Found Underground font, which supposedly was baptized by John the Baptist
British archaeologist in a cave in Jerusalem found artifacts, confirming that it was in this cave John the Baptist performed the ceremony of baptism. Although not all scientists agree with this discovery is very significant.
This cave is located at Kibbutz Tzuba, near Jerusalem's Ein Kerem. A Ein Karem was formerly a small village, famous as the birthplace of John the Baptist. Strictly speaking, the cave British archaeologist Simon Gibson did not open, found her 5 years ago. Now, however, were found various figures carved on the walls of the cave. Particularly impressive is the image of a man with a stick and a skin draped over his shoulders, which was allegedly done by Byzantine monks in the IV and V centuries BC Gibson clearly identifies this preacher John the Baptist, and to confirm his conjecture points to perpetuate the tradition of the local people is well-known in the field of their professional activities. That is, if the image is found next to the baptismal font, it is — John the Baptist.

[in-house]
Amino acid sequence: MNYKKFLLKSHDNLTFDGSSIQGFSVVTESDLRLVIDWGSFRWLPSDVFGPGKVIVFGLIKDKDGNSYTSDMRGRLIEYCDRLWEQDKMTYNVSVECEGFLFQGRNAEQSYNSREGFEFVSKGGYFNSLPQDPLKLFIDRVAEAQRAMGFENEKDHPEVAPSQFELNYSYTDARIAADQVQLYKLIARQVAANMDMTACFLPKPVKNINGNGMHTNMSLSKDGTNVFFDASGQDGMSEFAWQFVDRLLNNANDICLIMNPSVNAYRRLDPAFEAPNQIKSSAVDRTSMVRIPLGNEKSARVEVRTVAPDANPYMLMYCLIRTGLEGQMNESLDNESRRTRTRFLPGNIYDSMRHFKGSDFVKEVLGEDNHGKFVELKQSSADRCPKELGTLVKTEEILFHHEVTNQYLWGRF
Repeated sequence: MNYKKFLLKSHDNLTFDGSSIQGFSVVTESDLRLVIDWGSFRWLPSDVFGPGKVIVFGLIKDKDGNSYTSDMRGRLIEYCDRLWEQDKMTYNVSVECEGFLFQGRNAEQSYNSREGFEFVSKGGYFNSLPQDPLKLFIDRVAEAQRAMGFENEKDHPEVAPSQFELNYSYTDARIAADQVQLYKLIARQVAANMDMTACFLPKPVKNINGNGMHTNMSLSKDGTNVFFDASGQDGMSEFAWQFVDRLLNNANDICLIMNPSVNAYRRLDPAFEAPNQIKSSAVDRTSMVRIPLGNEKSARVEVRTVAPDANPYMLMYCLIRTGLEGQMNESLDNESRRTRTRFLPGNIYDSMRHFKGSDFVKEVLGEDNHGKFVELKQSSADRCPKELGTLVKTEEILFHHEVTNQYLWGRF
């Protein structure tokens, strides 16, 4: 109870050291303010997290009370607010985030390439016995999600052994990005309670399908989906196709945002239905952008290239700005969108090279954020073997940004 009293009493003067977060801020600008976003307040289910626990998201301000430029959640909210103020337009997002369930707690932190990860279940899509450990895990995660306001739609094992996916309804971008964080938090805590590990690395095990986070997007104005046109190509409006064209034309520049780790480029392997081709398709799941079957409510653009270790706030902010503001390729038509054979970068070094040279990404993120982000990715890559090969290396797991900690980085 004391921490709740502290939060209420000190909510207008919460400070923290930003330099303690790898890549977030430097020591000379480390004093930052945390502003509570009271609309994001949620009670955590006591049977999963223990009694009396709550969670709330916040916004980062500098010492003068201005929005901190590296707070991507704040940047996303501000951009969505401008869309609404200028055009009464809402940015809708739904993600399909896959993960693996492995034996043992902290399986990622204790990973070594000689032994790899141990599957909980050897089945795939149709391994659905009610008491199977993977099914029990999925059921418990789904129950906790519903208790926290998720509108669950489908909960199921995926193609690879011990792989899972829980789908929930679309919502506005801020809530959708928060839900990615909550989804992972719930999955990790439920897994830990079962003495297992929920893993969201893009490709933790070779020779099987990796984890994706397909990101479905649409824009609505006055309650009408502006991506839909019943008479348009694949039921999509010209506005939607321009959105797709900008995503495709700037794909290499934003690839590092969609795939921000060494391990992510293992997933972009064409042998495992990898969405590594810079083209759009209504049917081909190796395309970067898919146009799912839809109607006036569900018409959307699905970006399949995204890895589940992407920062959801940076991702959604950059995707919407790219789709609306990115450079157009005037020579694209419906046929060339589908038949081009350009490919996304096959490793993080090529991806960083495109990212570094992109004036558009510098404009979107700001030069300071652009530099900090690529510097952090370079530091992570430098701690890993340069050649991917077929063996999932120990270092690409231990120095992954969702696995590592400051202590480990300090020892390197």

Despite the fact that the excavation site found many, literally thousands, of fragments of ceramic ritual vessels, other historians have questioned the theory of Gibson. No one doubts that this cave is really used for baptism — it is carved in the rock and filling the pool with water, ideally suited for the ceremony, as well as with artificial stone pit in the shape of the human foot. Nearby there is another artificial recess, in which, apparently, pour the oil. The groove on the oil flowed up novookreschennogo, which corresponded to the rite of purification. However, this does not confirm that the image on the wall is a citizen of John the Baptist. All the more so, and the very real existence of this character is in doubt.
, however, it is very interesting. It would be enough just 28 stone steps leading up to this stone with grooves for the feet, and oil. By the way, the cave itself was broken in the rock long before the appearance of images, namely for more than a thousand years before that. So it makes sense to install, when the baptismal font and deeper into the rock. If at the same time with the cave, all the talk about John the Baptist will disappear by themselves. And Gibson apparently rushed to the publication of the book "The Cave of John the Baptist."